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Panoramas with Microsoft ICE

This isn't a great photograph...

...but it is a great job of stitching three shots together to make a single panoramic photograph. This is my first attempt at panorama stitching with Microsoft's Image Composite Editor - ICE. I shot three shots in vertical format to get this shot which is about 1.67:1 aspect ratio. I can't see the join.

I started taking wide-aspect photographs a few years ago. My Olympus OMD-EM10 can be set up to record a 16:9 aspect shot and when you do this you see this aspect in the viewfinder, so you can compose in this format. This is a really nice feature of an EVF but 16:9 isn't very wide. There's no particular standard for wide-screen aspect ratios (though 16:9 is common in television) so it's a question of aesthetics. Having looked at various people's work and trying various crops of my own shots I decided to try 2.55:1, which is almost the original Cinemascope format.

I think a wide aspect like this is a very natural way of seeing. When we look at a view we tend to look towards the horizon and from side to side. We don't tend to look up and down much. So I think a wide-format picture satisfies our natural way of viewing a scene.

Microsoft ICE is free software. It's trivially easy to use and quite fast. It gives some options that I don't really understand, especially the projection options, but choosing the defaults created a perfect result.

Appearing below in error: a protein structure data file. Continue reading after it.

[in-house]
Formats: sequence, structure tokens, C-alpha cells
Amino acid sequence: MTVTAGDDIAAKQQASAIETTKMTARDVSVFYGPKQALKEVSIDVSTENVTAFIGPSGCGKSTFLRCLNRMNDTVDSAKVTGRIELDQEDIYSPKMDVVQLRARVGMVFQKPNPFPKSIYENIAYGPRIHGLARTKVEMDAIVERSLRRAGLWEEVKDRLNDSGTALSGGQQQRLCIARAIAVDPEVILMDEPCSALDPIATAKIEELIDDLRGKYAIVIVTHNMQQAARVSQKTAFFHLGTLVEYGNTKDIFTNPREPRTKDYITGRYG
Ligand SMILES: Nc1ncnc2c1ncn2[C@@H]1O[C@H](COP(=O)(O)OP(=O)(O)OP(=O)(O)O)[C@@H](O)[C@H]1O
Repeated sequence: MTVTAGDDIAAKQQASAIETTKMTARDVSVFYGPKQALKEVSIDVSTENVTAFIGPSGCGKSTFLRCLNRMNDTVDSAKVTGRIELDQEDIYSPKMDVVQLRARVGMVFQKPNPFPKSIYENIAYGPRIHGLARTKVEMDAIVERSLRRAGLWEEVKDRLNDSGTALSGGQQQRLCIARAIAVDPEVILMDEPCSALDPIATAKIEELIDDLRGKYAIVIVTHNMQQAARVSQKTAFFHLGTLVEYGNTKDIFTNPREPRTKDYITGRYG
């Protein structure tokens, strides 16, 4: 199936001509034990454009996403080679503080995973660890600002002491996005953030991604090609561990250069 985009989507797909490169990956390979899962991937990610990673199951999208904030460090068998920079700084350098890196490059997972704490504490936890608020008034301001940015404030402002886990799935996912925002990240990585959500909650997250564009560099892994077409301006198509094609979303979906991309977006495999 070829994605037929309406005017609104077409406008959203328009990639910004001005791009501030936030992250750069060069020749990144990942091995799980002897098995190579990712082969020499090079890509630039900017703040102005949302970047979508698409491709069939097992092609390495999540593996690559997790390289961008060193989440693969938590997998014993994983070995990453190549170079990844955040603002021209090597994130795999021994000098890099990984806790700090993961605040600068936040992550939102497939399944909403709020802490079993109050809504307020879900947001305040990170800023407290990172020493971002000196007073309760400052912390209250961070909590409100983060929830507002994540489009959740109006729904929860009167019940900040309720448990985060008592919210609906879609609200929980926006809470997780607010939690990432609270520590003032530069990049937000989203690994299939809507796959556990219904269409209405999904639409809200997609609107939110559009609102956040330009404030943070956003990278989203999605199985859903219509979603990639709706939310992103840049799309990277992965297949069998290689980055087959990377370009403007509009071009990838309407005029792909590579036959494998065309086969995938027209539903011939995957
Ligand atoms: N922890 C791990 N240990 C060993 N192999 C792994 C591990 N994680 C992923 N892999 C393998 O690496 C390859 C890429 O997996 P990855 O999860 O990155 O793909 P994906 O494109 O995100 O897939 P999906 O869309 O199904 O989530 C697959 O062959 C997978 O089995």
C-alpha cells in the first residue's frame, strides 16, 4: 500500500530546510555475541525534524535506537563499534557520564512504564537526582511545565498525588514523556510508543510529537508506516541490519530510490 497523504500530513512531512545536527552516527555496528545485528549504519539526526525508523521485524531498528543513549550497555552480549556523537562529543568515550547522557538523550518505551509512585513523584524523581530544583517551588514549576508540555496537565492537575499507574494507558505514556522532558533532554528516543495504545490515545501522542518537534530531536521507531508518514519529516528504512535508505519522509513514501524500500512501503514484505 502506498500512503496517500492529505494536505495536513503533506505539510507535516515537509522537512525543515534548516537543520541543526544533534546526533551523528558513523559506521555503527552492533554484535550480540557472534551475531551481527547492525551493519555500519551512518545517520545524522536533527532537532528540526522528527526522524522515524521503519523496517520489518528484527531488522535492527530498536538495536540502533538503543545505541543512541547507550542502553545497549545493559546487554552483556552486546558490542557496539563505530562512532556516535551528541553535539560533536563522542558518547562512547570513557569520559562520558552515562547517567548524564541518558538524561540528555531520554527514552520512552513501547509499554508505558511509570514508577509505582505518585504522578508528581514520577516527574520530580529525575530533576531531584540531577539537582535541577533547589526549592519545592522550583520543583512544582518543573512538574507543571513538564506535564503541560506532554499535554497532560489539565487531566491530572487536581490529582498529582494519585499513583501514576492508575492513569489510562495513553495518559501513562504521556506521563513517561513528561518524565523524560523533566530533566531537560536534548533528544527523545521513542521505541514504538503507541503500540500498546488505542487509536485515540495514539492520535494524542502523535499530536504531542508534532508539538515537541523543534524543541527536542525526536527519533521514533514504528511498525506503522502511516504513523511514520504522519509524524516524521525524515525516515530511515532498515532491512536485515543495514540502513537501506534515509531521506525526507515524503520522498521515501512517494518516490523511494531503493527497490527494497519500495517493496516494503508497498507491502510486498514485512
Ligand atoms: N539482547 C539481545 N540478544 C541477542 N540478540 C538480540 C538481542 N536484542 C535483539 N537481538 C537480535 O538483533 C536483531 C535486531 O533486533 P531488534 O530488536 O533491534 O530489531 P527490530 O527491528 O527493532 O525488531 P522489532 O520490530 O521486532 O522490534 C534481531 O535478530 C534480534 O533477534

I shot in vertical (portrait) format and took three shots, hoping to get about a 2:1 result (this being just a test). To get 2:55:1 I'd probably need four or five shots, when you take into account the overlap between them. I should have shot in manual mode to make sure to have the same exposure value for each. In fact the right hand shot is half a stop darker than the two others. You can barely notice this in the result but it was a mistake. My new Nikon d610 has a level indicator that shows any tilt so you can make sure the camera is absolutely level for each shot.

I imported the results into Lightroom and processed the left hand shot. I then copy/pasted the edits to the other two to make sure each shot looked identical. This means you can't apply any brushes or radial or graduated filters because you might end up with, for example, the sky looking different colours or tones in each shot. So I suspect that having got the finished stitched file you might then import this into Lightroom and do further processing.

Stitching the shots in ICE was trivial. Just open the files and follow the arrows through each stage. It took a few seconds to create the stitch. The result is a 190Mb tiff file.

The big artistic difference shooting this way is that effectively you are shooting with an ultra-wide angle lens. The lens on the Nikon is 24mm. Shooting a single horizontal and then cropping to 2.55:1 means you crop off top and bottom leaving a thin strip in the middle. With this stitched shot I not only get the full 24mm but I get it in vertical format so I get a lot of foreground.

Ultimately I really don't know what I'll do with all this. I really like the results and I really like this aspect ratio but I'm not sure I want to sell them. The whole point of stitching instead of cropping is to have massive resolution to make massive prints but I can't physically fit bigger prints in the car when I go to art markets. I'm also not sure I want the expense of having to carry more frames in stock in this format. And then there's the extra time and effort of processing.

So, watch this space and we'll see what happens.


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